The foreign co-working players make their spaces like cafés, but many Chinese don’t drink coffee – it is not part of the culture.
“There is also the culture difference,” he added, “The foreign co-working players make their spaces like cafés, but many Chinese don’t drink coffee – it is not part of the culture. In our spaces, we have installed tea rooms, especially in our locations in Shenzhen, we have Kung Fu tea for our users from Chaozhou and Fujian.”
The last difference, according to Zhang, is the style of communication, which also inspired Nash Work to start the Super Studio. “Chinese are more subtle. For example, Americans can easily mingle during happy hours. But for Chinese, unless they know or are introduced to each other, they may not speak even if the room has only two people.” In addition to protecting privacy and providing independence, Zhang said, “The Super Studio can benefit people who want to stay in their comfort zone.”
When asked about this acquisition, Zhang said, “We will see more consolidation in our industry as everyone is looking to achieve economies of scale and higher brand recognition. WeWork and Naked Hub are both targeting mid-to-high end customers. There is a natural fit. I don’t think it would influence us as Nash is targeting different customer base. WeWork focuses on helping American companies expand globally. Nash Work wants to help Chinese companies expand nationally. We serve more local [Chinese] firms.”
Nash Work has already worked with many developers and property owners, including Country Garden and China Red Star Macalline, one of China’s biggest furniture companies. Zhang said, “We are very flexible in cooperating with developers as long as it is a win-win situation.”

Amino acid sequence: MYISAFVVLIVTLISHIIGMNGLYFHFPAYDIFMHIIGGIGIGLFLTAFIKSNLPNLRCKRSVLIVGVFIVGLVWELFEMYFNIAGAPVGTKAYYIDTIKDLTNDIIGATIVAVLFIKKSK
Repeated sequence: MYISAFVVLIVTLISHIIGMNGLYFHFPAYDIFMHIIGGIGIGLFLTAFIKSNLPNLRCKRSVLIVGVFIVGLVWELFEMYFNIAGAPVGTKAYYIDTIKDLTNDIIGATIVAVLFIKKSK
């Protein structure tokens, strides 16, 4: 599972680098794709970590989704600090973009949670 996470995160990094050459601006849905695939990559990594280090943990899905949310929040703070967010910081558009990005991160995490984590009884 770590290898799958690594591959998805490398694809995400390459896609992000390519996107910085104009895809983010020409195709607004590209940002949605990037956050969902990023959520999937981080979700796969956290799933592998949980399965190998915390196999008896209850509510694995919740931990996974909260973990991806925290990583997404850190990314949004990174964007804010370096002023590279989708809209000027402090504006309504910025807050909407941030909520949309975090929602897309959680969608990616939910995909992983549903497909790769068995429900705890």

You need expertise doing anything. One thing we know: so far, no developer has built a successful co-working brand.
He also does not think Chinese developers are interested in the co-working business. “Developing and operating are very different businesses. Some developers may find the margin in co-working too low.” He added, “You need expertise doing anything. One thing we know: so far, no developer has built a successful co-working brand. Even if they will, people will best know them as a developer, not a co-working brand.”
A look into the future
Another major trend in the co-working industry is that many players are occupying non-office buildings, especially retail properties. With the retail sector shifting away from traditional brick-and-mortar stores towards a smaller and experience-led offering, coworking firms are taking advantage of the vacant retail properties coming to market.
In China, according to Zhang, this trend is also taking place. In early May, Nash Work signed a lease to take over Macalline’s old furniture mall in Beijing. “The total area is about 30,000 square meters (~323,000 sf). This will be the biggest co-working space in Beijing. We want to reposition the space to a mixed-use commercial space that integrates co-working, retail, fitness centers, library, café, convenience store, and even galleries. All amenities will be accessible to our members. When people are spending more than eight hours at work, why don’t we make the space more interesting for them?”
Zhang’s vision for the future is bold. He wants to build an ecosystem, with co-working at its core. One that has the nuances of the Chinese culture in mind and one that truly connects people and creates partnerships among firms within the community. Chinese entrepreneurship has already changed the world. Now, we will see if the world can change Chinese entrepreneurship.
The interview was in Chinese. The author translated the content into English.